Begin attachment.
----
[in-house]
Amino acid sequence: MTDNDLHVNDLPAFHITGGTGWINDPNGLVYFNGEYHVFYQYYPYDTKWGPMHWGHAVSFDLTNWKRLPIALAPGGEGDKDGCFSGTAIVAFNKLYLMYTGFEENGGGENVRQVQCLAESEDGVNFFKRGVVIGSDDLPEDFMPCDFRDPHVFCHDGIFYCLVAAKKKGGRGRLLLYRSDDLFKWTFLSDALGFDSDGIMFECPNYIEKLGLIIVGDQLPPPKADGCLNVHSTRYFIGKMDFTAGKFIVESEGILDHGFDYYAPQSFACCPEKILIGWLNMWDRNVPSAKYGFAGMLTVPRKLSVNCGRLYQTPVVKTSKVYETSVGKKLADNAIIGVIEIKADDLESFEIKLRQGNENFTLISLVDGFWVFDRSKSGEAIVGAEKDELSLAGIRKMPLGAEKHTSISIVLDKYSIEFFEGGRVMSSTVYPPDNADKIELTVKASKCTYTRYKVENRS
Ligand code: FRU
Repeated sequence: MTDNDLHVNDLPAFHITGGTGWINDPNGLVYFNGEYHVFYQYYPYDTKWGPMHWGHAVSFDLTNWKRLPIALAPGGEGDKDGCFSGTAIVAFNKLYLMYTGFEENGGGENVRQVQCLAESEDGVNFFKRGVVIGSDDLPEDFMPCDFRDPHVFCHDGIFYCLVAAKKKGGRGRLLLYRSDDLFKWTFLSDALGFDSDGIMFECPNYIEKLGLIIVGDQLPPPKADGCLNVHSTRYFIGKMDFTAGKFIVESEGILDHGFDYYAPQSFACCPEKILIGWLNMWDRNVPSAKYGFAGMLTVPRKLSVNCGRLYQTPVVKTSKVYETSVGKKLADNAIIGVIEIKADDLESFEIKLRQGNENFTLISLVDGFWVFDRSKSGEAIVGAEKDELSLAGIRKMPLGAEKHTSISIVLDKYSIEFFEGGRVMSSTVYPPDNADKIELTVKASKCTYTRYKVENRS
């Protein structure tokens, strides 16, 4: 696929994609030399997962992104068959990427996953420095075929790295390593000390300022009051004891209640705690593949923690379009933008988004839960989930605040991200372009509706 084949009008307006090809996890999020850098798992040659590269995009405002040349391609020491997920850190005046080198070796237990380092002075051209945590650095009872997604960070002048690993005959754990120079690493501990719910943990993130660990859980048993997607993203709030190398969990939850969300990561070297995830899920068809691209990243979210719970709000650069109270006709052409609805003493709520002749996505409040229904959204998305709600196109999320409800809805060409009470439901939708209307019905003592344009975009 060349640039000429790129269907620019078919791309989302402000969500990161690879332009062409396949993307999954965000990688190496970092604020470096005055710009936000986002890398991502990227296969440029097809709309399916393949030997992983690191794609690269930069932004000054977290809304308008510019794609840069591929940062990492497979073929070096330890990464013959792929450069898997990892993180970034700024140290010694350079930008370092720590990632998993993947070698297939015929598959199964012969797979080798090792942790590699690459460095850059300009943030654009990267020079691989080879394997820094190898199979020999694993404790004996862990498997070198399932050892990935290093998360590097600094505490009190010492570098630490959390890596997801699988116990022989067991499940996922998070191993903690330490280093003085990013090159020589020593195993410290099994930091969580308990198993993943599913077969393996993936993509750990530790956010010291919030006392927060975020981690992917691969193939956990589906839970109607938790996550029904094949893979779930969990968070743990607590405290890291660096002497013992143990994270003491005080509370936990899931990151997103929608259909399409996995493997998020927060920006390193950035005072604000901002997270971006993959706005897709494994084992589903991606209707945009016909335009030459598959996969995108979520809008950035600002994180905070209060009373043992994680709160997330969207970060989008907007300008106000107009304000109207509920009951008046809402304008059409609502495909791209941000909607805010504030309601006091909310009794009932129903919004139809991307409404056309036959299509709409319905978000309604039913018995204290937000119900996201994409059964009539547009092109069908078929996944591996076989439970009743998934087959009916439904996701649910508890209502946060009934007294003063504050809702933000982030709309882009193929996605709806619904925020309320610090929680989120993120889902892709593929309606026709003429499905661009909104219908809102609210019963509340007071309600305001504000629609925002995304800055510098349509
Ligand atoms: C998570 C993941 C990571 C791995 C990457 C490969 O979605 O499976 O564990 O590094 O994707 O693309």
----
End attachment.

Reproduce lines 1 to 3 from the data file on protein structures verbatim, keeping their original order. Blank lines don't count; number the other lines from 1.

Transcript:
[in-house]
Amino acid sequence: MTDNDLHVNDLPAFHITGGTGWINDPNGLVYFNGEYHVFYQYYPYDTKWGPMHWGHAVSFDLTNWKRLPIALAPGGEGDKDGCFSGTAIVAFNKLYLMYTGFEENGGGENVRQVQCLAESEDGVNFFKRGVVIGSDDLPEDFMPCDFRDPHVFCHDGIFYCLVAAKKKGGRGRLLLYRSDDLFKWTFLSDALGFDSDGIMFECPNYIEKLGLIIVGDQLPPPKADGCLNVHSTRYFIGKMDFTAGKFIVESEGILDHGFDYYAPQSFACCPEKILIGWLNMWDRNVPSAKYGFAGMLTVPRKLSVNCGRLYQTPVVKTSKVYETSVGKKLADNAIIGVIEIKADDLESFEIKLRQGNENFTLISLVDGFWVFDRSKSGEAIVGAEKDELSLAGIRKMPLGAEKHTSISIVLDKYSIEFFEGGRVMSSTVYPPDNADKIELTVKASKCTYTRYKVENRS
Ligand code: FRU